Didier Stevens: finding Metasploit & Cobalt Strike URLs

An interesting article and video lesson by security reserarcher Didier Stevens.

Cobalt Strike and Metasploit are the offensive security tools most commonly used to host malware command-and-control (C2) servers: both tool allows generation of shellcode for http(s) shells so, during a malware/forensic analysis, is really useful be able to identify URLs used by this kind of payloads.

The researcher Didier Stevens comes to our help with a couple of articles published on SANS ISC forum:

Metasploit and Cobalt Strike generate shellcode for http(s) shells. The URLs found in this shellcode have a path that consist of 4 random alphanumeric characters. But they are not completely random: their 8-bit checksum is a member of a small set of constants.

In the first post [1] Stevens explains how, starting from a network traffic dump generated with Wireshark, it is possible to identify some patterns related to Metasploit and Cobal Strike activities using metatool.py [2], a python utility developed by himself.

Few days after, Stevens published another post [3], this time with a video, in order to show the method and explaining in detail the checksum calculation.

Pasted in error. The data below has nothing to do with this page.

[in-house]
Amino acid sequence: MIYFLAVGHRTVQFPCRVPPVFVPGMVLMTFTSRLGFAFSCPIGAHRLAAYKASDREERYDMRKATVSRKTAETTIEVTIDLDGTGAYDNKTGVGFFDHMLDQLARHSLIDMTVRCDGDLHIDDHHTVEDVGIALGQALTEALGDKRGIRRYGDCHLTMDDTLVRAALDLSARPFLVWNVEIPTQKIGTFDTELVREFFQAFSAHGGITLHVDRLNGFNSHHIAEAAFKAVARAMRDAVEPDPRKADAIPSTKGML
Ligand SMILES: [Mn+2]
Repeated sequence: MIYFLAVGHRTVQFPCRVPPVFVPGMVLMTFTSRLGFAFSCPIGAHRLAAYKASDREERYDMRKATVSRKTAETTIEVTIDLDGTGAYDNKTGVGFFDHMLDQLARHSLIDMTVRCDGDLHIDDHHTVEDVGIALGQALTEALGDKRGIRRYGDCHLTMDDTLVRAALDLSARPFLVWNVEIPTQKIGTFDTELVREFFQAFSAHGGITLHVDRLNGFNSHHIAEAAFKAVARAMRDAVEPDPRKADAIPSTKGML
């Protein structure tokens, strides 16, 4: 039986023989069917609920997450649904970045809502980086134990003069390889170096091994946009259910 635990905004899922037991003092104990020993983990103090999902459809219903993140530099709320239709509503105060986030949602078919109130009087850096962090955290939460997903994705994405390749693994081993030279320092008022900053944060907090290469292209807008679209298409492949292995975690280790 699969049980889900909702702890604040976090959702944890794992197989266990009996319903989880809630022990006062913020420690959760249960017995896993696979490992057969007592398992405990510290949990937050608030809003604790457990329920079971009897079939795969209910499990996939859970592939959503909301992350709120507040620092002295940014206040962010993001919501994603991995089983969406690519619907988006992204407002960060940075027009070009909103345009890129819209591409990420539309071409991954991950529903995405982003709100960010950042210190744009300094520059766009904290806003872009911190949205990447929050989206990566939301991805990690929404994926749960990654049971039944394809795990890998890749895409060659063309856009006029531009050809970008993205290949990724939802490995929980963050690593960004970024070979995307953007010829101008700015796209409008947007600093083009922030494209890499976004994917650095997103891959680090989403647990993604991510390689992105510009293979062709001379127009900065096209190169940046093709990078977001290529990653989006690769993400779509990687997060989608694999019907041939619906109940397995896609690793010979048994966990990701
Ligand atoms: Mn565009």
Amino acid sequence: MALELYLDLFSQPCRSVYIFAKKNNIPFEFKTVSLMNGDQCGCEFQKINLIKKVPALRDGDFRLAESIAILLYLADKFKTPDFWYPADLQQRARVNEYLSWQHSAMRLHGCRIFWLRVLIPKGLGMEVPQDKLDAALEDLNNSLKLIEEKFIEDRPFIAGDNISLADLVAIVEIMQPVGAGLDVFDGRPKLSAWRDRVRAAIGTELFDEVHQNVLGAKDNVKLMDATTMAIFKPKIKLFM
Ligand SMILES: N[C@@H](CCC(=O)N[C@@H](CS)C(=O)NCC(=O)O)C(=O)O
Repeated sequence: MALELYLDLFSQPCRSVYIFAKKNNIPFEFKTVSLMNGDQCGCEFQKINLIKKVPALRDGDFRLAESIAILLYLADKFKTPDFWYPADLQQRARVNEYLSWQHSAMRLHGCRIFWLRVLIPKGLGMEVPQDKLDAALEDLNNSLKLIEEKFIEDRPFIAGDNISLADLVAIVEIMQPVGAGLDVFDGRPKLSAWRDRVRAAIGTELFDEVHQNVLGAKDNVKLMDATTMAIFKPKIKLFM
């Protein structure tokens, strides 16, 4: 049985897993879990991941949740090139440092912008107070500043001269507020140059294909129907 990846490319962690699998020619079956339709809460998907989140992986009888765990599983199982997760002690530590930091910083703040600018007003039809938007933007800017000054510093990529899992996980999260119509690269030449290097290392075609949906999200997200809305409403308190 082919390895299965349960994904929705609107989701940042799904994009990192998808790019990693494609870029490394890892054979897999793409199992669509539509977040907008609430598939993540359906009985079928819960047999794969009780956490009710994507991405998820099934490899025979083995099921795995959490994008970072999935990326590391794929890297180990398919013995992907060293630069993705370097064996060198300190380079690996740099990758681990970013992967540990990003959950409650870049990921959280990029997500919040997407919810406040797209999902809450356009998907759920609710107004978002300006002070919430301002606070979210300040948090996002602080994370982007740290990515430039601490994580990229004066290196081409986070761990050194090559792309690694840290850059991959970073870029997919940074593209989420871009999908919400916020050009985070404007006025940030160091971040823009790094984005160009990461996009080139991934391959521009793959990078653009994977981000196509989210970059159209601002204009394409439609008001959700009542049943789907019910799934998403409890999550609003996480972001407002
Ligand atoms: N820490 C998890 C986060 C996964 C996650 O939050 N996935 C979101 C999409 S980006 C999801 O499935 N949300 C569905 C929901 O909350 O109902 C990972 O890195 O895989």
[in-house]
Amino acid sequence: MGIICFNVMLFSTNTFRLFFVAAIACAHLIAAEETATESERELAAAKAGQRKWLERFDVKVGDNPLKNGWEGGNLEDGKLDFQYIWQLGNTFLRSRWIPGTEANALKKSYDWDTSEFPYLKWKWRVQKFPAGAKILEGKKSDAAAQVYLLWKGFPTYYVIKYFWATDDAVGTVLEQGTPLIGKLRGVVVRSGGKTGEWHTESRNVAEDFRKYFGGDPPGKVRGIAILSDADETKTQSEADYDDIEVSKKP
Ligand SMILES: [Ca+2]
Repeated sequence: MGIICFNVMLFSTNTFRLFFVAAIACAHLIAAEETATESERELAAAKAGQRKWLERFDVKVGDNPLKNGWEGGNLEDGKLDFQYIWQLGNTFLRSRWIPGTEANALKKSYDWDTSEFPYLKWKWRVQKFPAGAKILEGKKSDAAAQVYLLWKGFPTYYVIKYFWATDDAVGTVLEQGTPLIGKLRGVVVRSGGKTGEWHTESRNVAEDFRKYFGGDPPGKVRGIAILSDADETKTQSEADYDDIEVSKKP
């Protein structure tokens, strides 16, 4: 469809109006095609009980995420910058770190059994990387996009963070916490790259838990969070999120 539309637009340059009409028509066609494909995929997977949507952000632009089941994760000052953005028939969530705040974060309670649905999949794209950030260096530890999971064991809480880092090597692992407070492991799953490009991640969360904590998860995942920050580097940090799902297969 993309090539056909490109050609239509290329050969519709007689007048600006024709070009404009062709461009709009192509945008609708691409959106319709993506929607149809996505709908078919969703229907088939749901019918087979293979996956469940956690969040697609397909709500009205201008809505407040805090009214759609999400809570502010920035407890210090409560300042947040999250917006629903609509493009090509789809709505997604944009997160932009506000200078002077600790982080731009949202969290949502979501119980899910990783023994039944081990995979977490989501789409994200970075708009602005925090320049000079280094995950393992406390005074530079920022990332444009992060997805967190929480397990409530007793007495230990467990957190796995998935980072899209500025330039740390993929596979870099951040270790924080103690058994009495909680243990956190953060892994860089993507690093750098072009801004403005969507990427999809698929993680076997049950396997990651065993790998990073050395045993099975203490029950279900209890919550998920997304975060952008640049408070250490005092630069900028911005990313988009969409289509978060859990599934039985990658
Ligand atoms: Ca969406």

I don’t use this method to go hunting (in proxy logs for example), as the checksum has a low-entropy, thus prone to collisions/false positives. But I do use this when I suspect the presence of Metasploit or Cobalt Strike traffic.
Cobalt Strike beacons often use HTTPS, but the URLs I talked about in my diary entry, are not the ones used by the beacon itself. These are the URLs of the staging shellcode, that precedes the beacon.

I hope it will be helpfull!


References

  1. Finding Metasploit & Cobalt Strike URLs
  2. https://github.com/DidierStevens/Beta/blob/master/metatool.py
  3. Video: Finding Metasploit & Cobalt Strike URLs

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  2. How to detect Cobalt Strike Beacons using Volatility
  3. How to process recent Windows 10 memory dumps in Volatility 2
  4. How to boot an Encase (E01) image using VirtualBox
  5. Mobile forensics: how to identify suspicious network traffic